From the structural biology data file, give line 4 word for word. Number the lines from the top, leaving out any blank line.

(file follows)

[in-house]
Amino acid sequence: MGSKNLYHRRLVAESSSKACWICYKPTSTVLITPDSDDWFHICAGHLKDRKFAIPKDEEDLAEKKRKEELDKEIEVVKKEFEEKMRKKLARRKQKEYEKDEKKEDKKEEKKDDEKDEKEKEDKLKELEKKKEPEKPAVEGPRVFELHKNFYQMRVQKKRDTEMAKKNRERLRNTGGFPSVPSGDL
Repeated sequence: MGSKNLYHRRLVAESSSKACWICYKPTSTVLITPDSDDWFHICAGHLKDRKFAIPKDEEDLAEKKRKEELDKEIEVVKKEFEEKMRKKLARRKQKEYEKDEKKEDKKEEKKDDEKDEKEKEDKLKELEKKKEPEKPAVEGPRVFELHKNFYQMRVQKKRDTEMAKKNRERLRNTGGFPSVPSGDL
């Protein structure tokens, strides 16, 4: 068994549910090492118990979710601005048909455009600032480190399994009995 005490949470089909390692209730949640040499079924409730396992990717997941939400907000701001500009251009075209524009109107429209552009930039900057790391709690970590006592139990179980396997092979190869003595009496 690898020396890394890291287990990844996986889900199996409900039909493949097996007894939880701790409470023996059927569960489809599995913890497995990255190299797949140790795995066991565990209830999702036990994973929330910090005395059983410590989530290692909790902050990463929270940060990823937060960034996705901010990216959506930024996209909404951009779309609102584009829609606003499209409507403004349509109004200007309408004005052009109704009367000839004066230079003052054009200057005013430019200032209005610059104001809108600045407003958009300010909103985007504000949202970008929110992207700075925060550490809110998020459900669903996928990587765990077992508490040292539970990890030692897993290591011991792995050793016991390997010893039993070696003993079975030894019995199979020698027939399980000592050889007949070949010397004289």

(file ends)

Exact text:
């Protein structure tokens, strides 16, 4: 068994549910090492118990979710601005048909455009600032480190399994009995 005490949470089909390692209730949640040499079924409730396992990717997941939400907000701001500009251009075209524009109107429209552009930039900057790391709690970590006592139990179980396997092979190869003595009496 690898020396890394890291287990990844996986889900199996409900039909493949097996007894939880701790409470023996059927569960489809599995913890497995990255190299797949140790795995066991565990209830999702036990994973929330910090005395059983410590989530290692909790902050990463929270940060990823937060960034996705901010990216959506930024996209909404951009779309609102584009829609606003499209409507403004349509109004200007309408004005052009109704009367000839004066230079003052054009200057005013430019200032209005610059104001809108600045407003958009300010909103985007504000949202970008929110992207700075925060550490809110998020459900669903996928990587765990077992508490040292539970990890030692897993290591011991792995050793016991390997010893039993070696003993079975030894019995199979020698027939399980000592050889007949070949010397004289």